Nicholas (Nick) Anthis serves as a AAAS Science & Technology Policy Fellow at the U.S. Agency for International Development (USAID). Building upon a career in biophysical and biomedical research, Dr. Anthis today works in the area of science diplomacy, joining a team that coordinates the Middle East Regional Cooperation (MERC) program, which awards cooperative Arab-Israeli applied scientific grants in areas such as agriculture, water, health, and the environment.
In May 2005, Dr. Anthis graduated from Texas A&M University with a B.S. in biochemistry. There, he researched blood vessel development, a phenomenon essential for normal development but also a contributor to disease, especially in cancer. He also served as president of a political organization and as a science writer for the student newspaper. He then completed his graduate studies at the University of Oxford as a Rhodes Scholar, earning his D.Phil. (Oxford's equivalent of a Ph.D.) in biochemistry in October 2009. While there, he founded a blog on science and politics, The Scientific Activist, which was named one of the top five science blogs by Nature magazine in 2006.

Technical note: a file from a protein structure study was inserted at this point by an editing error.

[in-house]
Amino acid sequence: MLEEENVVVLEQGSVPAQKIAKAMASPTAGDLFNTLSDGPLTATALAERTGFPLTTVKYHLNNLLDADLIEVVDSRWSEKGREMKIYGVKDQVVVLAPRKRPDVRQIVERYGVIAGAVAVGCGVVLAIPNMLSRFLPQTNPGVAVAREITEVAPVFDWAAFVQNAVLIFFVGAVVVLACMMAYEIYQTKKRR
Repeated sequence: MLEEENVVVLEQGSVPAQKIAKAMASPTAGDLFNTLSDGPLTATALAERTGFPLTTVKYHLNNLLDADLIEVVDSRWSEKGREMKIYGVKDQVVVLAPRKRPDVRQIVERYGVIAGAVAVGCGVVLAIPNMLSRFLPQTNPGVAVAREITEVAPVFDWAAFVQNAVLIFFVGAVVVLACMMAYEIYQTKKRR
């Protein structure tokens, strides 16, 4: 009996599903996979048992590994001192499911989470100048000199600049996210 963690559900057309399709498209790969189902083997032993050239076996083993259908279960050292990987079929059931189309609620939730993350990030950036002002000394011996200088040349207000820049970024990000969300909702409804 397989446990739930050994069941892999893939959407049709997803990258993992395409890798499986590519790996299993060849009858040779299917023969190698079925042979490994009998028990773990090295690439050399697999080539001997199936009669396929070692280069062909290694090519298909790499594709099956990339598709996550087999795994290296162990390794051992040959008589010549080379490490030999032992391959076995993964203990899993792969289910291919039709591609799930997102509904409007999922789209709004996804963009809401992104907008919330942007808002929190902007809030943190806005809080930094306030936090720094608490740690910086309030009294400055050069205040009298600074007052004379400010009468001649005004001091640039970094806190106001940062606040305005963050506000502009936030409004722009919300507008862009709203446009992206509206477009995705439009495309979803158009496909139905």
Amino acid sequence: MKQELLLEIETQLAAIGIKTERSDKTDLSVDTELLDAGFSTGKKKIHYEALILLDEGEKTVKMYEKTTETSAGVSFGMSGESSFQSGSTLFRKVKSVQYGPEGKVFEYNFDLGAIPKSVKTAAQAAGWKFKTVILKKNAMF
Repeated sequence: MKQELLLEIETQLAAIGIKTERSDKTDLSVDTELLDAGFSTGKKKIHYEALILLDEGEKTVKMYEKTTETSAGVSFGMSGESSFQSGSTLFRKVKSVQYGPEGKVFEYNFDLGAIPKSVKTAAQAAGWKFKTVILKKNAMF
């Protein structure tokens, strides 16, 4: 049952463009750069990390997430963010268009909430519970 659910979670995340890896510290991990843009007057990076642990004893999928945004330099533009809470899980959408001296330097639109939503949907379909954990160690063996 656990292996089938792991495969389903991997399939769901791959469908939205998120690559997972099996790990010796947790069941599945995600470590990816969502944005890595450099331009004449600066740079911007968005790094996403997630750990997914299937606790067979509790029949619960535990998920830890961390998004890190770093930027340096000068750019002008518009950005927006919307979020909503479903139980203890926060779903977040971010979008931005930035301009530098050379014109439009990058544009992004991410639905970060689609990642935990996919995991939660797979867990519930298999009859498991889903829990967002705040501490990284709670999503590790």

Dr. Anthis recently completed a postdoctoral fellowship at the National Institutes of Health (NIH), where he continued his work on protein NMR, focusing on characterizing "dark" states--such as intermediates in protein-protein interactions and aggregation--that are often inaccessible to conventional methods in structural biology. Beyond providing insight into the molecular basis of life, his work has implications for understanding and treating various diseases, including cancer and Huntington's disease.
Dr. Anthis has published several papers on his scientific work and one on science blogging. His primary hobby outside of science is tennis, leading two teams to the USTA National Championships in 2013.
Read more about my research here.
View my full CV here.